Healthcare

Brown’s Senate Win Creates Health Reform Dilemma for Democrats

Originally published on HealthLeaders Media.

In what many are calling one of the biggest political upsets in American history, Republican Scott Brown beat Democrat Martha Coakley in the special Senate election in Massachusetts Tuesday, which ends the Democrats’ super majority in the Senate and could allow Republicans to filibuster health reform legislation.

Brown garnered 52% of the vote compared to Coakley, the commonwealth’s attorney general, who picked up 47% of the vote. The Republican will complete the final two years of the late Edward Kennedy’s Senate term.

With his victory, Brown will become the 41st vote against health reform, which opens the door for a possible Republican filibuster on health reform—or at the very least, it could force Democrats to give the GOP a place at the negotiating table.

Brown’s victory is also being seen as a possible harbinger of things to come in the 2010 Congressional elections and may force Democrats to change their strategies in the fall elections. It could also push Democrats to back away from some provisions in the health reform legislation.

During his acceptance speech Tuesday night, Brown made it clear that he is against the current health reform proposals. He said people don’t want a health reform bill that will destroy jobs, hurt Medicare, and run the nation deeper into debt.

“It is not in the interest of our state and our country, and we can do better,” he said.

Brown’s victory in “the bluest of blue states” didn’t seem possible only a week ago, but Coakley’s sluggish campaign coupled with an unpopular governor, growing discontent with the State House and Washington, and a new face in statewide politics that connected with voters created a powerful combination that led to Brown’s win.

The victory leaves Democrats in Washington with the difficult choice of what to do with health reform. They could:

  • Rush through legislation, such as the Senate’s bill, in hopes of passing the measure before Brown takes office.
  • Utilize the reconciliation option, which is a complicated process that could allow Democrats to remove any threat of Republican filibuster.
  • Work with Republicans in hopes of coming up with a reform proposal that would garner enough GOP support to pass without the filibuster threat.
  • Step back and start over on health reform.

Massachusetts health leaders react

Political pundits and politicians have had their say about Brown’s victory, but what do Massachusetts health leaders think of the win and what will it mean for health reform.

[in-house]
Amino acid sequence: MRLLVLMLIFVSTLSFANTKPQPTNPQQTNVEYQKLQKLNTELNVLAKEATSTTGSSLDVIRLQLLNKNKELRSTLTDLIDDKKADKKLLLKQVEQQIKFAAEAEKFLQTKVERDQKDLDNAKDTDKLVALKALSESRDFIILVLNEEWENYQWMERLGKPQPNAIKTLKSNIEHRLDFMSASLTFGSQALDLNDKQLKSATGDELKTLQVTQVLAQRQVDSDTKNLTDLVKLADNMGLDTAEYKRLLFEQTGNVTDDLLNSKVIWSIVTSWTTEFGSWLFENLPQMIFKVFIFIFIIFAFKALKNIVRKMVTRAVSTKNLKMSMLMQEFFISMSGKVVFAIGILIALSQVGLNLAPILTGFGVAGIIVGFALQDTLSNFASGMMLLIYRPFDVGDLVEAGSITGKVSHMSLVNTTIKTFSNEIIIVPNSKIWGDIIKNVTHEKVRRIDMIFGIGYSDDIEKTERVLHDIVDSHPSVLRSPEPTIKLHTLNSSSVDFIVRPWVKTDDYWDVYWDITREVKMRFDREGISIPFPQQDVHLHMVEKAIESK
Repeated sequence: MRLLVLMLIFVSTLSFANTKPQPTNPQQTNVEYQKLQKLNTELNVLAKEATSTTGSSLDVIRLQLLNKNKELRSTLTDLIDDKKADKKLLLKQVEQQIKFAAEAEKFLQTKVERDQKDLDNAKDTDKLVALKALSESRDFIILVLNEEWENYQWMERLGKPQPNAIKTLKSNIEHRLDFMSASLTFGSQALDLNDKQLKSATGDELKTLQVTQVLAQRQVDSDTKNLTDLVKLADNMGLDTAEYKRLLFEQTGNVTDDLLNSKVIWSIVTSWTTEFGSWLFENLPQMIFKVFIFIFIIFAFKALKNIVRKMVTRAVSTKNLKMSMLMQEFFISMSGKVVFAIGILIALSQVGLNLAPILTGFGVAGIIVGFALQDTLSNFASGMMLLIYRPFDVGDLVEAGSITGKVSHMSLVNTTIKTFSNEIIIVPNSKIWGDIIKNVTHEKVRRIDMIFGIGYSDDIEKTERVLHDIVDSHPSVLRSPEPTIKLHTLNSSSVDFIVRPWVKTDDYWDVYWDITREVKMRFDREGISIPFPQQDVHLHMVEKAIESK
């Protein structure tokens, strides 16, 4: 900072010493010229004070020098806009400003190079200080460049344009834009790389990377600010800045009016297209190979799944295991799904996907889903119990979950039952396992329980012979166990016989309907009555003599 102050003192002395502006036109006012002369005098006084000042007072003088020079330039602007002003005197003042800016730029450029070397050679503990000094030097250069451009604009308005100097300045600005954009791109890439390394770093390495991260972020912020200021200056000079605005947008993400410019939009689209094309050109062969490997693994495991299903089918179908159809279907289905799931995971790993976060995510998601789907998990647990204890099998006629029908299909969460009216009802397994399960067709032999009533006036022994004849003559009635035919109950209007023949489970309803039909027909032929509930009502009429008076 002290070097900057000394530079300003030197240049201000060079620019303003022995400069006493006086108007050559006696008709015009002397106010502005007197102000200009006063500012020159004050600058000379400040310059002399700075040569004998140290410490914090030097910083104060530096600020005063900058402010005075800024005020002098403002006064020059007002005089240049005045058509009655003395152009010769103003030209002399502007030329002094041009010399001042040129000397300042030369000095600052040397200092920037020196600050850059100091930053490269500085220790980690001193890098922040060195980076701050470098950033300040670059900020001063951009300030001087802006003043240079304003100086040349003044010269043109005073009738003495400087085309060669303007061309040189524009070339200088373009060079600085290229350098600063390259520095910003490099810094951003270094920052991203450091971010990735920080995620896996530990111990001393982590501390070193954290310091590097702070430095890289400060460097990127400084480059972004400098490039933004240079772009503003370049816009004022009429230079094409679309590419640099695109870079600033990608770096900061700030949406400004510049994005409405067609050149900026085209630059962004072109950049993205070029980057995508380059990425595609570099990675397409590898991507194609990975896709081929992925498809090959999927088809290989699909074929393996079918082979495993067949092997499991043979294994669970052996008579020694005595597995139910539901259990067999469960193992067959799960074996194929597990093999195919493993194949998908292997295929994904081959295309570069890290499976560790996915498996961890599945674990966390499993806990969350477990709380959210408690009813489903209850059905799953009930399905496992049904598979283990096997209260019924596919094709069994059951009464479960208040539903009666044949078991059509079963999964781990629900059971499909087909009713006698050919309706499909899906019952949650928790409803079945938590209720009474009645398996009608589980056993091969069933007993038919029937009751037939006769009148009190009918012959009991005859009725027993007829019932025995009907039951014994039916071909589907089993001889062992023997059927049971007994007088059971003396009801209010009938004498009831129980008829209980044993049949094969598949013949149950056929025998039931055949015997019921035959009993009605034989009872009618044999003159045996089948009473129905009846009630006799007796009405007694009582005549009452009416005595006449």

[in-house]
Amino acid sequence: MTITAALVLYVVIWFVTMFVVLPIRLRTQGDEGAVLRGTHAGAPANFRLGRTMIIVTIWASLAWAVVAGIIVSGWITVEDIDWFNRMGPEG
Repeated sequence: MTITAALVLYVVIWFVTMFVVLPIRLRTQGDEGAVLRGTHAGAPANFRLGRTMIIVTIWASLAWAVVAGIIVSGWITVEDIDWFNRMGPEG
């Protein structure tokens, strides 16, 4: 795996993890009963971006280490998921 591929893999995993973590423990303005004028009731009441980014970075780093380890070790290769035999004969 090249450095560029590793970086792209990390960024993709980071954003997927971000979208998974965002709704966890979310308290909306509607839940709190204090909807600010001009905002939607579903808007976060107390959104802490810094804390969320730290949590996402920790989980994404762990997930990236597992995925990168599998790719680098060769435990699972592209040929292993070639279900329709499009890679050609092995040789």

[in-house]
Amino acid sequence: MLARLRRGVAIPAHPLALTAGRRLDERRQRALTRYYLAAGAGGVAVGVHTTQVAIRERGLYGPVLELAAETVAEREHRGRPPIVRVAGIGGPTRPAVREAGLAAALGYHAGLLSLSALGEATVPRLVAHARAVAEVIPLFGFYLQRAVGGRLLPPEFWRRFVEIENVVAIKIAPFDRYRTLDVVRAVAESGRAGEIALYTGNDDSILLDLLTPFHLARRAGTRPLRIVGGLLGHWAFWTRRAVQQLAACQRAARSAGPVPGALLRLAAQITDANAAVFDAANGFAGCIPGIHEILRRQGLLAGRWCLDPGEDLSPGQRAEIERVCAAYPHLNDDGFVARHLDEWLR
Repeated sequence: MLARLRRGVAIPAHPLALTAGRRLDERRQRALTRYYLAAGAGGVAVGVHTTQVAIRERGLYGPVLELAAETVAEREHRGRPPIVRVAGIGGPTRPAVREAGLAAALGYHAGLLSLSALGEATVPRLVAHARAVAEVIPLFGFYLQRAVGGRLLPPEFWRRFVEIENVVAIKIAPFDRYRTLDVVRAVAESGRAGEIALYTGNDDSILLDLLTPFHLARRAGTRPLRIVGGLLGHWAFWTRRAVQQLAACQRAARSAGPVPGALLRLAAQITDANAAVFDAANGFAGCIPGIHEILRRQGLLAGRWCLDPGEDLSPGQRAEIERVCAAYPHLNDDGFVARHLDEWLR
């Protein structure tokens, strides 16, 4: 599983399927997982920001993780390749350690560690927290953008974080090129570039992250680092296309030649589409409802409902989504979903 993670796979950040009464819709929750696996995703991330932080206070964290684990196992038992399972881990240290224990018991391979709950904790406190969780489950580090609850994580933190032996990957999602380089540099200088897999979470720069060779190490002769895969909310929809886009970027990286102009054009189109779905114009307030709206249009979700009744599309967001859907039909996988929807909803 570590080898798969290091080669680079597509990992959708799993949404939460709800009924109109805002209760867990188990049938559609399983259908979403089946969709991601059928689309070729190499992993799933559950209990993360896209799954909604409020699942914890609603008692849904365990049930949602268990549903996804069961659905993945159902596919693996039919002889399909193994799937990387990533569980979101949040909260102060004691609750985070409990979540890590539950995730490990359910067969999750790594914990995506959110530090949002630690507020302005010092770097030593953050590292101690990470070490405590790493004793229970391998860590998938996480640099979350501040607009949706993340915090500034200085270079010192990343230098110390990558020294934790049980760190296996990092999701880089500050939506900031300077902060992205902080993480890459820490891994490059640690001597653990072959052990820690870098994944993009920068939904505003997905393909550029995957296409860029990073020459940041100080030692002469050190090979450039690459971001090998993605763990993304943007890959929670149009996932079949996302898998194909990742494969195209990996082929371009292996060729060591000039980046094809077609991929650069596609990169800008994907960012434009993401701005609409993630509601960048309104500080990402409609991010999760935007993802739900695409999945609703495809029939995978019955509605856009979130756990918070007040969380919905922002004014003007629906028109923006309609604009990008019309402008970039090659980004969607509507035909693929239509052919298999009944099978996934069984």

David C. Harlow, principal of The Harlow Group, LLC, a healthcare law and consulting firm in Newton, MA, says, “Is the pending health reform plan perfect? No. Better than the status quo? Probably. Will doing nothing ensure further cost and quality meltdown? Almost definitely. Will that meltdown lead to some form of public option down the road? Entirely possible.”

Harlow says the election may be a referendum on health reform in Massachusetts, which created its own reform that was seen as the basis for much of the national proposal. Though the state’s experience has shown “impressive coverage figures,” Harlow says, reform has also brought about costs that are more difficult to support during a recession.

“What are the implications for health reform? While Brown’s victory enables a GOP filibuster blocking a Senate vote, Democrats have at least two options: House adoption of the Senate bill or the informal reconciliation process. Leadership is already exploring both options. The better approach may be to go back to the drawing board—but only in the unlikely event that the GOP can act as a true partner,” says Harlow.

Meanwhile, Joseph C. Kvedar, MD, director of the Center for Connected Health at Partners HealthCare System in Boston, says Massachusetts voters may have been “short-sighted” on Tuesday, but healthcare delivery reform is inevitable. “If Brown is good to his word and won’t cast his vote for the health reform bill, it will be a short-term setback. However, all of the discussion, and all of the thinking, have propelled many in the industry to a place where they will be moving in the direction of care delivery reform because it seems inevitable. We won’t be waiting for the federal government to get their interests lined up,” says Kvedar.

Mario Motta, MD, president of the Massachusetts Medical Society (MMS), says his organization shares similar viewpoints with the new senator. Both supported the state’s universal health program, believe all Americans deserve healthcare coverage, and they agree healthcare costs must come down.

“Physicians share these concerns. Affordable insurance, reducing costs, preserving access to care, liability reform, primary care services, and fixing the Medicare payment system for physicians are some of the major issues facing providers and patients. We look forward to working closely with Senator Brown, as we have with the entire Massachusetts Congressional delegation, to resolve the issues facing our nation’s physicians and to improve healthcare access and quality for all patients in Massachusetts and the nation,” says Motta.

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